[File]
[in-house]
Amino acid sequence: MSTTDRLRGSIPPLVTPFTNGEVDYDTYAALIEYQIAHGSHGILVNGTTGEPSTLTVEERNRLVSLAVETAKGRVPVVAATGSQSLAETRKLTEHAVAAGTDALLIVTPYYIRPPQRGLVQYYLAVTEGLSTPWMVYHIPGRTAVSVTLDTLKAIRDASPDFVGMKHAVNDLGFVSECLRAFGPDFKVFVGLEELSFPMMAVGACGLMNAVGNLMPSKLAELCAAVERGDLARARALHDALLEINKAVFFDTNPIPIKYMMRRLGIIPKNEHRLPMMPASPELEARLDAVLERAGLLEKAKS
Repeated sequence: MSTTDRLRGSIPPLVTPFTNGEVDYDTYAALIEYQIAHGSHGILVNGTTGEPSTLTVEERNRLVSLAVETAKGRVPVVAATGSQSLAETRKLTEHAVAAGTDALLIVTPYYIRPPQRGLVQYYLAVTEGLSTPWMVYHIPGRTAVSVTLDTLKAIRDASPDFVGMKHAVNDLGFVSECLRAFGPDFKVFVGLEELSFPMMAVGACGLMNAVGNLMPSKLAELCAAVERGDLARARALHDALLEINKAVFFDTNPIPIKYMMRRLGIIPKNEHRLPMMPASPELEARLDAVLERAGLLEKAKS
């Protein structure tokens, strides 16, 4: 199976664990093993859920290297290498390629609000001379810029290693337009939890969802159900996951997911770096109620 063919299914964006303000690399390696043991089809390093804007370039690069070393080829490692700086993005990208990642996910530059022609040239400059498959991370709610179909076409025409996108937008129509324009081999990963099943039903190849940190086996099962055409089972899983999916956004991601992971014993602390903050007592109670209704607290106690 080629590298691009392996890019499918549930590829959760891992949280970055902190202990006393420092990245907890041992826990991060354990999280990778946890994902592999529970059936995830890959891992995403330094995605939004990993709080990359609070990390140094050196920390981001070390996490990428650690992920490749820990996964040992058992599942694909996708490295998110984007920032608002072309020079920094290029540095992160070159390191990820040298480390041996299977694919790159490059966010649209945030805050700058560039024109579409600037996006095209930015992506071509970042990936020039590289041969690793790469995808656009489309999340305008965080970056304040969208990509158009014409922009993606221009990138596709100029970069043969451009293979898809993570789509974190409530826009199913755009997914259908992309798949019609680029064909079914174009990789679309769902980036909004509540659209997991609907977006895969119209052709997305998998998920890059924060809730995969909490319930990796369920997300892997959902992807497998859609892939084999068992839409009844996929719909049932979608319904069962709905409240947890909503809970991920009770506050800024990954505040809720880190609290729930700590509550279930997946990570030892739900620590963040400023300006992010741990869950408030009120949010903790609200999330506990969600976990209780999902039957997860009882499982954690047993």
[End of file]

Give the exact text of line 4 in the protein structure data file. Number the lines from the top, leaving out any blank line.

């Protein structure tokens, strides 16, 4: 199976664990093993859920290297290498390629609000001379810029290693337009939890969802159900996951997911770096109620 063919299914964006303000690399390696043991089809390093804007370039690069070393080829490692700086993005990208990642996910530059022609040239400059498959991370709610179909076409025409996108937008129509324009081999990963099943039903190849940190086996099962055409089972899983999916956004991601992971014993602390903050007592109670209704607290106690 080629590298691009392996890019499918549930590829959760891992949280970055902190202990006393420092990245907890041992826990991060354990999280990778946890994902592999529970059936995830890959891992995403330094995605939004990993709080990359609070990390140094050196920390981001070390996490990428650690992920490749820990996964040992058992599942694909996708490295998110984007920032608002072309020079920094290029540095992160070159390191990820040298480390041996299977694919790159490059966010649209945030805050700058560039024109579409600037996006095209930015992506071509970042990936020039590289041969690793790469995808656009489309999340305008965080970056304040969208990509158009014409922009993606221009990138596709100029970069043969451009293979898809993570789509974190409530826009199913755009997914259908992309798949019609680029064909079914174009990789679309769902980036909004509540659209997991609907977006895969119209052709997305998998998920890059924060809730995969909490319930990796369920997300892997959902992807497998859609892939084999068992839409009844996929719909049932979608319904069962709905409240947890909503809970991920009770506050800024990954505040809720880190609290729930700590509550279930997946990570030892739900620590963040400023300006992010741990869950408030009120949010903790609200999330506990969600976990209780999902039957997860009882499982954690047993």